You wiring will have a big impact on speed, figures quoted are for ideal conditions.
 

Hixs

Distinguished Member
98% of the wiring in the house is reasonably new. Anywhere from 6 months to 7 years old (full house renovation). There is only a few untouched plugs remaining from the previous owner. Consumer board was replaced in 2014/15.
 

mickevh

Distinguished Member
The "newness" of the wiring is not any kind of predictor when it comes to HomePlug/powerline. One has to consider the environment holistically and there's lots of pitfalls.

Some examples:

The sparkie that installed the twin and earth mains wiring wasn't doing so in mind of it's future use for data networking, so there may be kinks and/or knots in the cable runs that set up all sorts of standing waves, reflections and other horrors which my electrical engineering colleagues will understand much better than me, but are the enemy of high frequency signal propagation.

"Other" things connected to the mains may be introducing signals onto the mains that interfere with the HomePlug signals - dimmer switches and noisy transformers are often cited - and lots of things cause glitches when they switch in and out (fridges, central heating, washing machines, showers, etc. etc.) It's not just about "the wiring."

Mains wiring is (usually) not shielding at all from radio interference. (Ironically, radio hamms often complain about the amount of RF noise HomePlugs create!) So could be acting as antenna for anything in the area.

As with so many engineering and IT systems, we cannot "just assume" things based on what we want to believe. To "know" we'd need to strap on all sorts of oscilloscopes and expertise and see what is actually happening in any given use case.

There is no adequately good predictor of how any HomePlug deployment is going to work - you just have to suck it and see. Received wisdom seems to be to procure HomePlugs from somewhere with a good returns policy in case they don't work out.
 
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oneman

Well-known Member
You have to remember that mains wiring was never designed to carry a data signal, the fact it works at all is almost an electrical miracle.
 

Stuart Wright

AVForums Founder
Staff member
Howdy folks.
We have just had BT full fibre connected and with my phone (iphone Xs), I am getting about 350 down and 50 up. The Netgear 1000 home plugs (one right next to the router in the hall and one next to my PC in an adjacent room) are giving me about 50 down and 40 up.

The router is about 20 feet from my PC but still not convenient to run a network cable. Should I ditch the home plugs and get a Wi-Fi PCIe card for my computer?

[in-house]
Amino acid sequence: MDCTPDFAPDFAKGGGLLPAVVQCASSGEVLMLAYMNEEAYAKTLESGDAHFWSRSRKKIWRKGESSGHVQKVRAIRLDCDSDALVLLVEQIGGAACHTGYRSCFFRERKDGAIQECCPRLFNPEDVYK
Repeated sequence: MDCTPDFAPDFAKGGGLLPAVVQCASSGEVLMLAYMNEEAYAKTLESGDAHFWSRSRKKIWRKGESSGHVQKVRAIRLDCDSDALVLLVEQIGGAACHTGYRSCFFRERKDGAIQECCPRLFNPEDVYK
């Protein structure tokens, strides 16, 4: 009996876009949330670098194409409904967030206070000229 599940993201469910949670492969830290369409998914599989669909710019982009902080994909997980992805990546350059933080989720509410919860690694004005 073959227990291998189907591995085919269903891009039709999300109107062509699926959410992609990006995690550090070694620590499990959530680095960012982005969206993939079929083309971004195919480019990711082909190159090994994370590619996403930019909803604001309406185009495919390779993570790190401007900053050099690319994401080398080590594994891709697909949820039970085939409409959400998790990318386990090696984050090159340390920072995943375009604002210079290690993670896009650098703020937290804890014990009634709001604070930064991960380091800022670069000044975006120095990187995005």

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Hixs

Distinguished Member
Your phone has a good WiFi chip. I have 2Gpbs fiber and my phone only gets 50Mbps(5g) with a full signal.

My laptop is also connected by WiFi and pulls around 300Mbps max. Guess that's the WiFi card maxed.

For the price of a WiFi network card it's worth a try.
 

Stuart Wright

AVForums Founder
Staff member
Your phone has a good WiFi chip. I have 2Gpbs fiber and my phone only gets 50Mbps(5g) with a full signal.

My laptop is also connected by WiFi and pulls around 300Mbps max. Guess that's the WiFi card maxed.

For the price of a WiFi network card it's worth a try.
It's an iPhone Xs. Have edited my post to add that info.
Was looking at
Amazon product
 

jj2005

Standard Member
I'm looking for a powerline Wi-Fi extender for a wired laptop and wireless speakers, tv and tablet for an attic conversion.
Would both of these do the job?
TP-LINK WPA4220 AV600
Tenda PH5 AV1000

If so, is there either which you'd recommend over the other?
 

mickevh

Distinguished Member
It's probably going to be difficult for anyone to offer a simple yes/no recommendation as there's so many variables involved that are unpredictable. For example, "it depends" on how much data you are moving, what applications you are using, (which informs the data volumes,) and what rate HomePlugs actually work at in your locale which is highly dependent on the quality of your wiring and how electrically "noisey" all the other devices are which effects the speeds.

Received wisdom on HomePlugs seems to be to buy the fastest you are prepared to pay for from somewhere with a good returns policy in case when you get them home and try them out, the data rates suck in your locale.

Of course, like all Wi-Fi devices, there are now multiple protocols available so you'd perhaps want to check that you prospective purchase matched the Wi-Fi capabilities (A/B/G/N/AC) of your client devices - or to think of it the "other way around" not pay for something you don't need. Viz: no point pating a price premium for AC compatibility is you don't have any AC clients and don't expect to be acquiring any soon.

Bear in mind for Wi-Fi enabled HomePlugs there's multiple "speeds" to "worry" about - the speed of the ethernet ports, the speed of their Wi-Fi and the speed over the mains - each are separate and unrelated, but the each play a part in the usage experience (ie what you'll see if you run a "speedtest.")
 

Ged

Active Member
My limited knowledge but user experience of homeplugs is that they behave quite uniquely for no specific reason. Also, dodgy PSU can create interference which isn't something you may associate to WiFi networks.
I've had several network set ups and the most robust has been my current Netgear Orbi RBR20 with a switch on both..
Just my experience..